What heartening news it is that Adrian Smith has plucked up the courage to sue Trafford Housing Trust, writes Milo Yiannopoulos:
“Diverse” in modern Britain is of course a funny word. One of the most toxic effects of the last government’s demented equality and diversity crusade was the marginalisation of the ordinary, hard-working Christian people who are the economic and social glue that – just about – keeps this country together.
It is persecution, plain and simple: as Cristina Odone wrote in the Telegraph following Smith’s demotion, “Being taken for a cretin, a creationist and a chauvinist is not much better than a spell in the stocks.”
How depressing that it is only Christian journalists and popular but slightly comic figures like Ann Widdecombe who are prepared to call the government to account for ignoring the persecution of Christians both here and abroad, while withdrawing aid from countries who persecute homosexuals. And how shameful that our ruling class’s morality seems to be so easily swayed by prevailing Left-wing fashions.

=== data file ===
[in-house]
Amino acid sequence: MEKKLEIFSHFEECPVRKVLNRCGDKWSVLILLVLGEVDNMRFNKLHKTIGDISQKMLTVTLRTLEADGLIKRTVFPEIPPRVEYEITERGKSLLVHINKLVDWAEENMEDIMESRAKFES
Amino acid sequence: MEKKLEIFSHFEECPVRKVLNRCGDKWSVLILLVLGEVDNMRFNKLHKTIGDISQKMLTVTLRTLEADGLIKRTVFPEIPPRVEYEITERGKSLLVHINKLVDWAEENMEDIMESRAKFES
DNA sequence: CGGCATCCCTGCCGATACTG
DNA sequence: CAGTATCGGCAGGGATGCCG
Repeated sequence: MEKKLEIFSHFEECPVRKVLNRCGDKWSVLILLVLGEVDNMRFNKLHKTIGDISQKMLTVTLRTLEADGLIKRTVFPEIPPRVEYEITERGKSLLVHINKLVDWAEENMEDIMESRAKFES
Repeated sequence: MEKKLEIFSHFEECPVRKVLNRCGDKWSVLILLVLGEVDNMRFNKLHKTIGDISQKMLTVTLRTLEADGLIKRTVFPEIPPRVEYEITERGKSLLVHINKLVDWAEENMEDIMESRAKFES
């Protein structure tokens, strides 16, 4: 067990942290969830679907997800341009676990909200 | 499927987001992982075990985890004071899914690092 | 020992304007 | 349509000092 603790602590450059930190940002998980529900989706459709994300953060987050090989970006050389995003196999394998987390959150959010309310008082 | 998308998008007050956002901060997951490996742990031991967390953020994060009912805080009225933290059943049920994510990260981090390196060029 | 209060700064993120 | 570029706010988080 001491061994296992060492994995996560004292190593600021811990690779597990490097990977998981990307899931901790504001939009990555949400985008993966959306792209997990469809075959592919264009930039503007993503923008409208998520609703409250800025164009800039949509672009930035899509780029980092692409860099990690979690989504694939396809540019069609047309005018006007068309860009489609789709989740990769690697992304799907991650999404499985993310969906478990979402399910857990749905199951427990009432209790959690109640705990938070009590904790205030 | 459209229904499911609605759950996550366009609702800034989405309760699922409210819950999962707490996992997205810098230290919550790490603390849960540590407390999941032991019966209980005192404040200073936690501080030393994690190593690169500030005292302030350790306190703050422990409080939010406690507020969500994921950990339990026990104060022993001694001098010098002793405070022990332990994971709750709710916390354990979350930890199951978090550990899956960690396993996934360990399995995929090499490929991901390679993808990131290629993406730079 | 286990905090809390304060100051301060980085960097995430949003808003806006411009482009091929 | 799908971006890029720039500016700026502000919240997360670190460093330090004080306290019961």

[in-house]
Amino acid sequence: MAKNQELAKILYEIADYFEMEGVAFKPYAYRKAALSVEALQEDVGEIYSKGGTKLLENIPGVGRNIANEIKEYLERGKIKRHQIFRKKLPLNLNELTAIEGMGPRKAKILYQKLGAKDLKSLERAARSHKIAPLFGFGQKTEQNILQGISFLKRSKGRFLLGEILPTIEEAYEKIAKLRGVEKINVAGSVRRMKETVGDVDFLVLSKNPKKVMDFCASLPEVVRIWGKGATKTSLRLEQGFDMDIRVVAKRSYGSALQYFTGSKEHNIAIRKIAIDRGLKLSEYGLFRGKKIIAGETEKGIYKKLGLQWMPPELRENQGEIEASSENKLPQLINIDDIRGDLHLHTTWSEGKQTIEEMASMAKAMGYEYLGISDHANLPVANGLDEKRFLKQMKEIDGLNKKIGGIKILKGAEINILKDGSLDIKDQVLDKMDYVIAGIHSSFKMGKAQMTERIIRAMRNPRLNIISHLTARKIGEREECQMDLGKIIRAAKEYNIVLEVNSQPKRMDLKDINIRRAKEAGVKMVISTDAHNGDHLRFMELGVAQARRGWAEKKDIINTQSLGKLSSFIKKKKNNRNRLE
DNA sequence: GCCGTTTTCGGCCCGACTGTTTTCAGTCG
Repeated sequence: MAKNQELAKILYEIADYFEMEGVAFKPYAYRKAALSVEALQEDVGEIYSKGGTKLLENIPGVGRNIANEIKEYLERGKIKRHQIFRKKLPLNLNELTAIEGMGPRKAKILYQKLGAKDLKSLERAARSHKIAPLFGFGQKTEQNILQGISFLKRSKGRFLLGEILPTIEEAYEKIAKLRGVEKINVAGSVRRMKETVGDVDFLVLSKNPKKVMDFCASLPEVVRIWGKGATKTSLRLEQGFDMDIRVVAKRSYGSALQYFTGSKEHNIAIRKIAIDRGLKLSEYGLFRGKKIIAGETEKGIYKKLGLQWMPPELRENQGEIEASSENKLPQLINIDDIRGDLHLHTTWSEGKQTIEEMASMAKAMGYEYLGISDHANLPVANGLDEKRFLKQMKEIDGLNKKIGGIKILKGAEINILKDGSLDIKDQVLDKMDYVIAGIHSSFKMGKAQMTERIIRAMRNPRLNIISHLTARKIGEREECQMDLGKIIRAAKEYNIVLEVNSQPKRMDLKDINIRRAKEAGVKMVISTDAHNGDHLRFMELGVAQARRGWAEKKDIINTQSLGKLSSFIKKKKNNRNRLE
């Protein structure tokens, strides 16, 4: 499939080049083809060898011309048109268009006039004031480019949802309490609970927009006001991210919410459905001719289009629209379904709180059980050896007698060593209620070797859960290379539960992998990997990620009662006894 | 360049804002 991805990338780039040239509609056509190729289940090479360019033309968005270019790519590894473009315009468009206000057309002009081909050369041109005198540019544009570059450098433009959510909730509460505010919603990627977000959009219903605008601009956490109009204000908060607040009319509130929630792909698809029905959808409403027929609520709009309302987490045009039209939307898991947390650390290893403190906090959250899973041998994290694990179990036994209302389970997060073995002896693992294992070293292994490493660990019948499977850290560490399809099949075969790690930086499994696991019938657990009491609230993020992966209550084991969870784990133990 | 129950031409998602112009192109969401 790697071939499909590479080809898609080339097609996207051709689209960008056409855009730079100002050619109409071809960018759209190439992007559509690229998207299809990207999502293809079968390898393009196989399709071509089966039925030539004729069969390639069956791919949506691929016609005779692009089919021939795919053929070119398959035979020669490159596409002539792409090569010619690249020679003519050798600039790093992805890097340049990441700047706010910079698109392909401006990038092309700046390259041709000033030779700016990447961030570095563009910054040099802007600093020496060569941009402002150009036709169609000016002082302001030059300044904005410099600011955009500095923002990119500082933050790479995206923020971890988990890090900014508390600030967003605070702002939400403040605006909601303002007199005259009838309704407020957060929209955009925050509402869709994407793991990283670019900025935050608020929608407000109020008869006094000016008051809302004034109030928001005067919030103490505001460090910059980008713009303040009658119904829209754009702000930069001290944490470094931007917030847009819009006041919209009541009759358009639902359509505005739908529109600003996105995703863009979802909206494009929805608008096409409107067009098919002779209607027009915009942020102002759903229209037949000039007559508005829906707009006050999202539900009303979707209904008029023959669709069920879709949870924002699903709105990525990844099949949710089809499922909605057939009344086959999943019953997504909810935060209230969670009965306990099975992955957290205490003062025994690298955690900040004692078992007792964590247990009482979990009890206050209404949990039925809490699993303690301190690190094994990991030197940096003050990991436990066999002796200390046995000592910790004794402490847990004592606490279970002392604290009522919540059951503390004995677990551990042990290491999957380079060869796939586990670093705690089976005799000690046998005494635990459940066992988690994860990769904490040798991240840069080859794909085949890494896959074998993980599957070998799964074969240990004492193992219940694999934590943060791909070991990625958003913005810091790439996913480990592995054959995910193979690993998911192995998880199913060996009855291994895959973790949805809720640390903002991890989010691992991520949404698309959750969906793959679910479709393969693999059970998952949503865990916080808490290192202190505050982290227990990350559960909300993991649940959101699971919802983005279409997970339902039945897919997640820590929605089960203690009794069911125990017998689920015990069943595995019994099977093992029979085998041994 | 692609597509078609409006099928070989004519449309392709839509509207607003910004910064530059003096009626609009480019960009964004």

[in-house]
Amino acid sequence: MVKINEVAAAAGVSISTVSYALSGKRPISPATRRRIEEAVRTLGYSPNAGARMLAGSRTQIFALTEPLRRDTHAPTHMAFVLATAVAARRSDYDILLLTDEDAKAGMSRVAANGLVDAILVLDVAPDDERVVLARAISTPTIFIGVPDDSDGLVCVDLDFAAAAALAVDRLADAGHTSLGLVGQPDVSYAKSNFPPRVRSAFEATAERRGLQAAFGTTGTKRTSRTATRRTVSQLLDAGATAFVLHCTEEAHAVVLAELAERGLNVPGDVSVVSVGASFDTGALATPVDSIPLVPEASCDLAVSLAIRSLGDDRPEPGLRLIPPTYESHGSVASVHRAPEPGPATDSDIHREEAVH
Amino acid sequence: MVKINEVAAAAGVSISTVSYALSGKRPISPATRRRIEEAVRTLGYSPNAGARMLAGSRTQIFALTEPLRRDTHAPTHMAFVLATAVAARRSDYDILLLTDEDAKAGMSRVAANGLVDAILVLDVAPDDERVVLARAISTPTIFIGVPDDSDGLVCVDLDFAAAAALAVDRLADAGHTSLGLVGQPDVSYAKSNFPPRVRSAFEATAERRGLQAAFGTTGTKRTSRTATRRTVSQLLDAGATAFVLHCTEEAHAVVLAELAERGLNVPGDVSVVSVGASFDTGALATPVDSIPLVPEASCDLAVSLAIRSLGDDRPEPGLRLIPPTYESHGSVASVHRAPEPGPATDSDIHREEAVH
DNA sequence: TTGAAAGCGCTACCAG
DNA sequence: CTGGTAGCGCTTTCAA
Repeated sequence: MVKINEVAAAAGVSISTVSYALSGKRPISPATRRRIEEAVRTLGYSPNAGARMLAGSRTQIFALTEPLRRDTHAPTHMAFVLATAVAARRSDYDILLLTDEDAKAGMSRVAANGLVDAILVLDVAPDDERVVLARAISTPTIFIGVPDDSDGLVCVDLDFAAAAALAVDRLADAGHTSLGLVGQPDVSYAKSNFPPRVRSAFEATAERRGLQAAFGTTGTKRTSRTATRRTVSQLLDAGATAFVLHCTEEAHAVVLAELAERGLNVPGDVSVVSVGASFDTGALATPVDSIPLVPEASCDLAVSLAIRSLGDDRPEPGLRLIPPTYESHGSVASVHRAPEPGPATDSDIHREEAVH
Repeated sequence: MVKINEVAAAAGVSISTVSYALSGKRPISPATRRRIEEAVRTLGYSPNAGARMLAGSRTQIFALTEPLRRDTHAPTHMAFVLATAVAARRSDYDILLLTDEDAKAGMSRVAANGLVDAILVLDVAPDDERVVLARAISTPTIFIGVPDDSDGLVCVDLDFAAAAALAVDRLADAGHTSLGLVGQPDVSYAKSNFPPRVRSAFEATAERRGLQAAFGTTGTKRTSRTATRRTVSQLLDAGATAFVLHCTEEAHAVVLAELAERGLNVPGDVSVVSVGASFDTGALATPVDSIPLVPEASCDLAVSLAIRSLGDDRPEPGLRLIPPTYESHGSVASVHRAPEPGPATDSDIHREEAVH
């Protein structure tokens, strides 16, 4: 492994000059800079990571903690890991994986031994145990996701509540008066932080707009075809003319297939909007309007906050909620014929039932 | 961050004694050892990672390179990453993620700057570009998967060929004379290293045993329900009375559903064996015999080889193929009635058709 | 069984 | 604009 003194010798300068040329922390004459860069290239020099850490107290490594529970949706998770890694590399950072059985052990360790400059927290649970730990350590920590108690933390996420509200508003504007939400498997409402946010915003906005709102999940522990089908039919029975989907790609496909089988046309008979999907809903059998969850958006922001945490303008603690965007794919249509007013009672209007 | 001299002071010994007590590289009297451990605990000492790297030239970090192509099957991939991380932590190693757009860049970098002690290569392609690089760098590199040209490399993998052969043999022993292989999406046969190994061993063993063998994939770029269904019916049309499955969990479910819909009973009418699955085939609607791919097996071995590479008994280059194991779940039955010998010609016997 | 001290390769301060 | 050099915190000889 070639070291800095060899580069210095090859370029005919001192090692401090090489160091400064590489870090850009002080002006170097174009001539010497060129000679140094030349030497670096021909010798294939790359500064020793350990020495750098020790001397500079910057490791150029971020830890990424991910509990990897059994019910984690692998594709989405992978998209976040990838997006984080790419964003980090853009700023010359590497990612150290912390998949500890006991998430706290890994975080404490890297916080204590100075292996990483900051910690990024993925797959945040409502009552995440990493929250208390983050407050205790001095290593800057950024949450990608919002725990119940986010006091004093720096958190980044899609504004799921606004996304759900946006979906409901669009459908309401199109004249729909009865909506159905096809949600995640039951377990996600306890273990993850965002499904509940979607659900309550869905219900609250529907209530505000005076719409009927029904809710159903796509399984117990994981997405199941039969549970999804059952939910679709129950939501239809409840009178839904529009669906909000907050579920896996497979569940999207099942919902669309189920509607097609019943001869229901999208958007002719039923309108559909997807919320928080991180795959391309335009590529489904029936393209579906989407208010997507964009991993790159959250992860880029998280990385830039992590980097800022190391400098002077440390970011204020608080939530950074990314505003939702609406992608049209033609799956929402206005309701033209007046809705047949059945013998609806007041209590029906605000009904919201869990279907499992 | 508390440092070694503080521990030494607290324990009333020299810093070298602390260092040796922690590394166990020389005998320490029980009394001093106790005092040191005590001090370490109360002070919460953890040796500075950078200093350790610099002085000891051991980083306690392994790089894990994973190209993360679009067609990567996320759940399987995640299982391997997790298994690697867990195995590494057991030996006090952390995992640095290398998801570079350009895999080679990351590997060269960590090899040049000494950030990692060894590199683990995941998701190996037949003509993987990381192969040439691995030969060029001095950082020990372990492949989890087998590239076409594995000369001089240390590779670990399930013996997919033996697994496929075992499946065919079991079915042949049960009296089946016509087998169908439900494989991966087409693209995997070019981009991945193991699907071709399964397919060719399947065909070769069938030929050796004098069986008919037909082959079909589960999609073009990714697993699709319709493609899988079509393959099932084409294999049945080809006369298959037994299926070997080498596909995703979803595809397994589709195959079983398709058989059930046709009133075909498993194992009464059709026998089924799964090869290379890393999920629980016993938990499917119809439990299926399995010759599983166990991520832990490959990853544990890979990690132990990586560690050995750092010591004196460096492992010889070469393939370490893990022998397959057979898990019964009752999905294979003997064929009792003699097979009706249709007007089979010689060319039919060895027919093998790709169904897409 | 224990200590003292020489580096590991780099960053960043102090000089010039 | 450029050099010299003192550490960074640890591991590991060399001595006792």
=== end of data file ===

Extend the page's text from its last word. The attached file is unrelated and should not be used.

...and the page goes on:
So it’s right that Adrian Smith’s persecution should have made the headlines. His courage should be applauded. And bravo, too, to the Mail on Sunday for sticking up for what can only be described as Britain’s last remaining persecuted minority: us.
I sense sympathy from the general public, even from non-Christians, for Smith’s plight. With any luck, the quiet but resolute fightback I have been hoping for is about to commence.